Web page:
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Thistlegorm (Red Sea)
owner Allan, Black & Co. - Albyn Line, Sunderland
ship general cargo ships
yard Thompson Joseph L. & Sons, Sunderland
wreck photo wreck sketch World Map
length 131,6 m
width 17,7 m
tonnage 4898 BRT
launch 09.04.1940
country Red Sea
Sunken 06.10.1941
depth 6-33 m
Longitude / Latitude
27° 48' 55" N 33° 55' 13" E
History The 130 m long British freighter SS Thistlegorm ran in April 1940 in Sunderland (North of England) at the shipyard Joseph L. Thompson & Sons Ltd.
for the shipping company Albyn Line launched.

As built during the war ship was managed by an antiaircraft gun, another cannon on the stern and several machine guns.
At its fourth and final trip to Thistlegorm ran out in Glasgow (Scotland) in August 1941st
On board was a load of weapons, ammunition and equipment, including grenades of various calibers, mines, tanks, trucks,
Motorcycles, two locomotives and several railroad cars.
The material was intended for British Army, which was preparing a major offensive against the German Afrika Korps under Rommel.
Because of the hazards caused by German and Italian submarines and airplanes the Thistlegorm took the longer but safer route around the Cape of Africa around.
On September 24, she was assigned to a convoy of 20 ships under the protection of the cruiser HMS Carlisle in Aden (Yemen), running this through the Red Sea to the north.
Since the passage was blocked by the Suez Canal with a wreck, the southern tip of the Sinai lying reef Sha'ab Ali had the convoy at anchor east waiting for the release of the route.

After a ten-day waiting period, the convoy during the night of October 6 1941 by a German Heinkel He 111 bombers II.Gruppe the battle squadron was discovered 26 (KG26).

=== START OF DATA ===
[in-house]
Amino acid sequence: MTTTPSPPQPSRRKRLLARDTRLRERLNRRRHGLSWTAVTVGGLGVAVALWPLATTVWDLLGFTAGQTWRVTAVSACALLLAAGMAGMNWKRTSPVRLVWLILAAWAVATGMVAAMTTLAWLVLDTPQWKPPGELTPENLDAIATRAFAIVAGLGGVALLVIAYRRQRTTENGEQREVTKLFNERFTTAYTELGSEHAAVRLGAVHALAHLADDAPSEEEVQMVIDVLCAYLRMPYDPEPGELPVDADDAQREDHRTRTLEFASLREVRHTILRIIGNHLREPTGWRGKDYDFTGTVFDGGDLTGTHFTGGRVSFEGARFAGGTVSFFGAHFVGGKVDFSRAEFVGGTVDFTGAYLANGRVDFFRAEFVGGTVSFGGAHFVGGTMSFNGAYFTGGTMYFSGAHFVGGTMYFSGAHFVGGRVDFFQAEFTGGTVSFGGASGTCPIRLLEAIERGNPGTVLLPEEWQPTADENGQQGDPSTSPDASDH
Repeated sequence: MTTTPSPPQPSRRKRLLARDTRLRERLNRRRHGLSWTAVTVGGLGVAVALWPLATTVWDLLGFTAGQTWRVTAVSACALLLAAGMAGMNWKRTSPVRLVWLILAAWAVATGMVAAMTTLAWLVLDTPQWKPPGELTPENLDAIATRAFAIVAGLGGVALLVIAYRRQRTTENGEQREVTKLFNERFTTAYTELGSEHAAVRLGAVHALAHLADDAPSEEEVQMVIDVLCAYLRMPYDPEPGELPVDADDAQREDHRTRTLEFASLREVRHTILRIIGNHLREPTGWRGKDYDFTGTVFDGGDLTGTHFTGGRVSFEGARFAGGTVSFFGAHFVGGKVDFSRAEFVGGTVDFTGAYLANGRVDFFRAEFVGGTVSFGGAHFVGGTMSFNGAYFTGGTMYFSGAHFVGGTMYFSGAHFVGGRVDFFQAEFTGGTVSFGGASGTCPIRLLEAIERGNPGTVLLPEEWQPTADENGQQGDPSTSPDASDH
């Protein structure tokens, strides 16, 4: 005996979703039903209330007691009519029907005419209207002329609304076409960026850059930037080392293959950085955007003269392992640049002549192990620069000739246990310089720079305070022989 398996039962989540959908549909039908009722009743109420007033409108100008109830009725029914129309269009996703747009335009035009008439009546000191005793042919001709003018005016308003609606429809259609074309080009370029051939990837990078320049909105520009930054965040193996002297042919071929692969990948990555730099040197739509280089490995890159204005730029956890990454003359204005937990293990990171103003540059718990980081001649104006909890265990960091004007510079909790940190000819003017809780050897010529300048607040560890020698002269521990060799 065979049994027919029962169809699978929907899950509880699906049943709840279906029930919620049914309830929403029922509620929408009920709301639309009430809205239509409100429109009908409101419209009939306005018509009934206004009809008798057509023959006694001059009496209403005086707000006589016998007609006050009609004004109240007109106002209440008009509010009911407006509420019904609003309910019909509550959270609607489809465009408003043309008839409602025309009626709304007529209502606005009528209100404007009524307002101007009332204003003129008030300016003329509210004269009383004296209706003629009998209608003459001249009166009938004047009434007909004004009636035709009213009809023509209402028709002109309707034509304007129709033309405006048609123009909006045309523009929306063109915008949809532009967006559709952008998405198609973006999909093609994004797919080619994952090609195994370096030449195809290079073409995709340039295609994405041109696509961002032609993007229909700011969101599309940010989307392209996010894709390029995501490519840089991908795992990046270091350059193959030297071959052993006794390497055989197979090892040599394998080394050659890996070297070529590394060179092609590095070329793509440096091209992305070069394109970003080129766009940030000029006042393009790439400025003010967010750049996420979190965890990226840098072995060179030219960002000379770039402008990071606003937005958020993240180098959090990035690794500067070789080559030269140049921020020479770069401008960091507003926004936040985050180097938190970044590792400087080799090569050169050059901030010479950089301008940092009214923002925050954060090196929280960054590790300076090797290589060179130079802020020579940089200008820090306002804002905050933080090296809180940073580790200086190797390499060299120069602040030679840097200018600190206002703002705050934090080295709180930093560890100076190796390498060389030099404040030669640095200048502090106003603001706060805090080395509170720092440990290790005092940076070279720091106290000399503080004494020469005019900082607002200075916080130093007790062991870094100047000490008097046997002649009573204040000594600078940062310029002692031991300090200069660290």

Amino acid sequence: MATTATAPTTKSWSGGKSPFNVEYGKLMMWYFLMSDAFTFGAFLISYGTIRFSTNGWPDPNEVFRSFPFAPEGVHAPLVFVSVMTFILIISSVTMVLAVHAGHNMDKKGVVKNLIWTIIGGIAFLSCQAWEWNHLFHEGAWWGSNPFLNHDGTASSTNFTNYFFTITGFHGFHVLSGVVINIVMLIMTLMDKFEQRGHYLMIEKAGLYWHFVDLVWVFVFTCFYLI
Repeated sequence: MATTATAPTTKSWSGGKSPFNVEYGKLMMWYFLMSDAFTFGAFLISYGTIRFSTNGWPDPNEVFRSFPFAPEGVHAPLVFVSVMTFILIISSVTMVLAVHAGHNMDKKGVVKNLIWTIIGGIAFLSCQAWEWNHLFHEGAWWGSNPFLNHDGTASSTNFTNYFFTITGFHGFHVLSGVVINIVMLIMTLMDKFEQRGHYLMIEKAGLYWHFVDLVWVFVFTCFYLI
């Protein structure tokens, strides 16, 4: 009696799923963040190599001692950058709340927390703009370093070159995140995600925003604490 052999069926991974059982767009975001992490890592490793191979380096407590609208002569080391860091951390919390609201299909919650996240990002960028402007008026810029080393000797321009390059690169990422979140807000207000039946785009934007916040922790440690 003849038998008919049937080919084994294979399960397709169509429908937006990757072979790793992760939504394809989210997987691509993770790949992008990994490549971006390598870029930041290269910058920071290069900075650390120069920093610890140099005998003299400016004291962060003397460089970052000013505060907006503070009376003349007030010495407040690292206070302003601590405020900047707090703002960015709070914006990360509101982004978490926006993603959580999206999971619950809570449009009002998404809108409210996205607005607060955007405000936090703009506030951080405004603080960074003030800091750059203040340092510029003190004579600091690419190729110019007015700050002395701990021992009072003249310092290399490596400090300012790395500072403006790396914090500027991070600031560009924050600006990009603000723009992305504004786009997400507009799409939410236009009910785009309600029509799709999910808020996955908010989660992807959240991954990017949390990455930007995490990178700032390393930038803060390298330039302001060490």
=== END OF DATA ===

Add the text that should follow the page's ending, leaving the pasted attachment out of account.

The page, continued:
Together with a second He 111 aircraft had the two special bombs equipped for combat and ship launched in Crete machine supposed to sink the passenger steamer used as troop transports RMS Queen Mary, but did not find him. The crew recognized the SS Thistlegorm as worthwhile goal and attacked them at low altitude. One or both bombs hit the ship in the rear part on the level of the fourth load compartment. The hit brought a certain part of the ammunition cargo exploded and probably the pressurized steam boilers in the engine room. Through a series of detonations the tail broke off, and the ship sank within minutes. The sinking nine crew members died, the 30 survivors were rescued by other vessels of the convoy. The aircraft, which had sunk the Thistlegorm, was shot down, the crew was captured.

1956 the Thistlegorm was discovered by the French diving pioneer Jacques-Yves Cousteau during an expedition with the Calypso.
Cousteau's people hid on that occasion, inter alia, the captain, but it contained only rotting ships documents safe. Since the position of the vessel was not released, fell into oblivion and the wreck was rediscovered in 1991 by a group of German sport divers for a systematic search. Since it is the probably most popular wreck in the Red Sea.

The main part of the ship is on an even keel at a depth of 30 meters on a sandy ground, the bridge rises to 17 m. In particular, the front part is well preserved; the loaded as deck cargo railway wagons still stand in their original locations. In the two front cargo spaces which are easily accessible through the open hatches, include numerous motorcycles and trucks to be found, but which were now partly damaged by souvenir hunters. Other distinctive points of WraDas tail is broken off and lies at an angle of about 45 degrees on the base. It is badly damaged by the bombing and the following explosions, but still wearing the flak gun and another gun with protective shield. In the debris field between the two parts of the boat are the remains of Bedford trucks, small chain-driven armored personnel Bren Gun Carrier type (also known as Universal Carrier) and shells of all sizes. Nearby a damaged steam locomotive stands on the seabed. She was like the carriages for deck cargo and was thrown out by the explosion of the ship.
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